Tuesday, January 4, 2011
Going with your Gut
Decisions, decisions. You make dozens a day. What girl should I ask to the prom? Should I eat McDonald's or Burger King for lunch? What socks go best with these pants? Do I work as a lifeguard or a waiter this summer? Which broken down used car should I buy? Should I go to college? Which one?
You might be inclined to think that the best decisions are made when you have the most information and the most time to think. That seems commonsensical. But it turns out that's not always true. Studies of how humans make decisions and how successful those decisions are have shown that sometimes the gut reaction, the "feeling" that a decision is right is more accurate than the well-considered, well-researched choice.
Sometimes, that is. Unfortunately you can't just flip the script and go with your gut all the time.
Malcolm Gladwell approaches the question of gut-level decision making in his book, Blink: The Power of Thinking without Thinking. In it, Gladwell finds that people often make the right decision before knowing why. Humans seem to have an uncanny ability to process massive amounts of information unconsciously and arrive at conclusions just "knowing" they're right. Consider one experiment Gladwell explains early in Blink. Subjects were given two stacks of cards and a sum of money with which to "gamble." They could pick a card, which would indicate how much money they'd won or lost, from either stack. One stack had big rewards but also big losses and a lot of them. Selecting from that stack would ultimately leave you broke. The other stack had smaller rewards but also smaller and fewer losses. Selecting cards from that stack would ultimately lead you to win. Over time, most subjects figured out the proper strategy and took from the deck which would earn them money. But here's the interesting part: they started using the proper strategy long before they could explain what was going on. And when they did pick from the "bad" deck they showed anxiety (sweaty palms, increased heart rate) before they had any idea what they were nervous about. Each subject's unconscious mind was way ahead of him, guiding his decisions without his awareness.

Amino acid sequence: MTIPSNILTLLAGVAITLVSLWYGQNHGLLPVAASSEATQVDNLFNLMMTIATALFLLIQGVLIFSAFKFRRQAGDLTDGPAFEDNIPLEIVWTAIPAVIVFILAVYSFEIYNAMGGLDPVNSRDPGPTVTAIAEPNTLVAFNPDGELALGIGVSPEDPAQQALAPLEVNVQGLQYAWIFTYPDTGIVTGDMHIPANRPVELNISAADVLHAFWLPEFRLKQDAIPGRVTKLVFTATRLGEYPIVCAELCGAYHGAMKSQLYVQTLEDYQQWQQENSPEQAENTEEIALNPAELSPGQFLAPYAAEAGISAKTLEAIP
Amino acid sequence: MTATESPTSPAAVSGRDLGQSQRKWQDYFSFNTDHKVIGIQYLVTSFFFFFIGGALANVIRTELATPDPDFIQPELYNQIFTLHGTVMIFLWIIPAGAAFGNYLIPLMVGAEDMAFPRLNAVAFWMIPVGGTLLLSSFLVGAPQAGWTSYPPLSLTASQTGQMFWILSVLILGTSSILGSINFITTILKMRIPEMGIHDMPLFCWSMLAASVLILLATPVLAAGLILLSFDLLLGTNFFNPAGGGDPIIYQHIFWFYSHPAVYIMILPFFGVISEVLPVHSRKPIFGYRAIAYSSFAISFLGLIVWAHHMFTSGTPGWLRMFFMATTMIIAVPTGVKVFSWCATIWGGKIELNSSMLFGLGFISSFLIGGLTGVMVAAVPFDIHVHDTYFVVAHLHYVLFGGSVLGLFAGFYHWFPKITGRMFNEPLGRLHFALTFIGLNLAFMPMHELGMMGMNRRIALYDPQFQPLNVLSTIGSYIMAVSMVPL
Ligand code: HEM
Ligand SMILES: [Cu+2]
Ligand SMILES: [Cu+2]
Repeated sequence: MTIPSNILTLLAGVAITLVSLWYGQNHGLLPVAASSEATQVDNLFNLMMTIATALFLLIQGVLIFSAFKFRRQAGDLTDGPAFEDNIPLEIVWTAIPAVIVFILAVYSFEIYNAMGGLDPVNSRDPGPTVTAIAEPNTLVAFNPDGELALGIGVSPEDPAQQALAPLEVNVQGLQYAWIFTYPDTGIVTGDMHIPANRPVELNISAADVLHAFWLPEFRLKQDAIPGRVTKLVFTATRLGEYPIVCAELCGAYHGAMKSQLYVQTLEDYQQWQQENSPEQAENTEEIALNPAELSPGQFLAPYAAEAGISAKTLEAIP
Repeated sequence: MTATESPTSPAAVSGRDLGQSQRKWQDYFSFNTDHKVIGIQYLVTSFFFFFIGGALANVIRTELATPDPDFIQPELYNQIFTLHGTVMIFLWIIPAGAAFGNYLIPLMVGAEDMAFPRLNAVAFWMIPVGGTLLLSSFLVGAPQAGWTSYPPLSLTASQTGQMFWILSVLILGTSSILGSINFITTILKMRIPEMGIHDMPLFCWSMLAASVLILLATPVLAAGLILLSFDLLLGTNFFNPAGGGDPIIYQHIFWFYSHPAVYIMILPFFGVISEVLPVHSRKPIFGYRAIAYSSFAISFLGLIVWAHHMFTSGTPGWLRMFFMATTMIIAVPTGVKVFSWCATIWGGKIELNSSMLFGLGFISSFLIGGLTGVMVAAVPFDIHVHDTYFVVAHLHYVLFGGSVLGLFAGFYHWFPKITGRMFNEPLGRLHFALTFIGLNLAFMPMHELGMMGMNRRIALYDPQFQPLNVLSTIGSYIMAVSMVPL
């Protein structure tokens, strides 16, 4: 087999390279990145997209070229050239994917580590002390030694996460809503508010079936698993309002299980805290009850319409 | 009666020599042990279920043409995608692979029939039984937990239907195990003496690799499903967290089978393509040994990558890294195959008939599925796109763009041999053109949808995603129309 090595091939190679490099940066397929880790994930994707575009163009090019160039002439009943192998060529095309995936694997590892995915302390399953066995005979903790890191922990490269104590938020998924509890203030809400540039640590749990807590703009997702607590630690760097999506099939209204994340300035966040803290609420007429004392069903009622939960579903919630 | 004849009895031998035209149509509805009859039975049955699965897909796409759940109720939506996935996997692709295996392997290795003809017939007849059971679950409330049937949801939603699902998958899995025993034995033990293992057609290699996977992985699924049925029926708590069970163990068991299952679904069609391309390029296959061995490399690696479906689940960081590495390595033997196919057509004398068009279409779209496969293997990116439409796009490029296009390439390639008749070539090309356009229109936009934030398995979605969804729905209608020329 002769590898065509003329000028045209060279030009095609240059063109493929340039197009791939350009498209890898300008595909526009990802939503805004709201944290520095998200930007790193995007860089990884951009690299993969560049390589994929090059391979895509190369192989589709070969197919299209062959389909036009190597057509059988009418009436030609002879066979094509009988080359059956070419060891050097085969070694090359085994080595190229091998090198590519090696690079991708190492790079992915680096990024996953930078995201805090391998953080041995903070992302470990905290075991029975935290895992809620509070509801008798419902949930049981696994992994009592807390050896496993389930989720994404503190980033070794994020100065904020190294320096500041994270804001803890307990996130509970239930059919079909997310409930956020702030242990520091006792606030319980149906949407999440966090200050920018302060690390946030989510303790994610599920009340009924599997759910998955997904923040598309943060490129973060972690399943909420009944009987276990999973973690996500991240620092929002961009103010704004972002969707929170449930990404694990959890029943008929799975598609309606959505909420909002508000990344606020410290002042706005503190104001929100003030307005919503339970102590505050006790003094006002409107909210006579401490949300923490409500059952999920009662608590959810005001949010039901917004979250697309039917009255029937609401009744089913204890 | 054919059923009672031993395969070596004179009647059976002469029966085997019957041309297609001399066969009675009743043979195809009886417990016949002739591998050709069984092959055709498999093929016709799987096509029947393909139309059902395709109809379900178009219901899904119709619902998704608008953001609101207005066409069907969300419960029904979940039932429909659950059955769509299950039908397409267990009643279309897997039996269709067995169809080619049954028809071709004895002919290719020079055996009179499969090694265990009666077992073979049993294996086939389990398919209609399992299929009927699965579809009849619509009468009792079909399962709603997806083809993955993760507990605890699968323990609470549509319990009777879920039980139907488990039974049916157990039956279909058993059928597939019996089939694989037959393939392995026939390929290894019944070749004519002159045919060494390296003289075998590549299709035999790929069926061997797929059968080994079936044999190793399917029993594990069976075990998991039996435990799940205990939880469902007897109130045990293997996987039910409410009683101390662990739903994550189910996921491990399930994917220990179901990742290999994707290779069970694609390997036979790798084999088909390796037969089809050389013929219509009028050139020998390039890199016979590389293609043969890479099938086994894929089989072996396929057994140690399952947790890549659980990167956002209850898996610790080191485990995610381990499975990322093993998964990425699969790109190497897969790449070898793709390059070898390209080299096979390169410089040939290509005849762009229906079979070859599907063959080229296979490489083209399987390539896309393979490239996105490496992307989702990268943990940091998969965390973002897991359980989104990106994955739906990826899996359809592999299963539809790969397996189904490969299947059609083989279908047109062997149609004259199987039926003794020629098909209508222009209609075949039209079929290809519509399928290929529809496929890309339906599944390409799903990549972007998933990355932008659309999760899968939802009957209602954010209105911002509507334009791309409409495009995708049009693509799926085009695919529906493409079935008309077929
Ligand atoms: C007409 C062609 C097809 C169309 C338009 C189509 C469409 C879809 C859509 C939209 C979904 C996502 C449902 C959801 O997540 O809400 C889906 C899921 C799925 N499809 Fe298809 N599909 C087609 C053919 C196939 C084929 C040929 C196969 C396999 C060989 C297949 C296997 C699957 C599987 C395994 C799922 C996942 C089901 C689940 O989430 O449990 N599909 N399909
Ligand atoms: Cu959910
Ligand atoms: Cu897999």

Gladwell collects a host of such examples, interviewing a man who can predict the success or failure of a marriage based on observing just a few seconds of an interview with the couple. Another fellow who can, with near perfect accuracy, predict whether a professional tennis player's serve will land foul before the player even hits the ball. Gladwell cites a study that shows that people who went with their "gut" when purchasing cars were happier with their purchase in the long run than those who did extensive research. (Paradoxically, people who did research about small purchases, like which can of soup to buy, were happier than those who made snap decisions.)
But making snap decisions is not always the best strategy. Gladwell shows how relying on your unconscious can lead to all sorts of mistakes. Gladwell even subjects himself to some exercises which reveal that he has unconscious racist tendencies, despite the fact that he's half black. Police who make snap decisions based on a suspect's appearance, or the neighborhood he lives in, are prone to arrest the wrong people, or worse, and salesmen can easily lose sales by relying on a gut that says that people who are poorly dressed are broke or those who are women will be uninformed.
So how do you sort out when to rely on your gut and when to ignore it? Well that's a tough one. The important thing, in the end, is to listen to your gut, especially when making big decisions that you can't possibly think all the way through. But don't just blindly obey those feelings. Think about what your gut is telling you. Do you have any reason to think it's wrong? Is it making stupid assumptions? If not, it might have something useful to contribute.
Read Blink if you want more insight into this process. (Also try How We Decide by Jonah Lerner which makes many of the same observations but goes into more detail about the biological processes in the human brain while using more examples from football and poker. Never a bad thing. )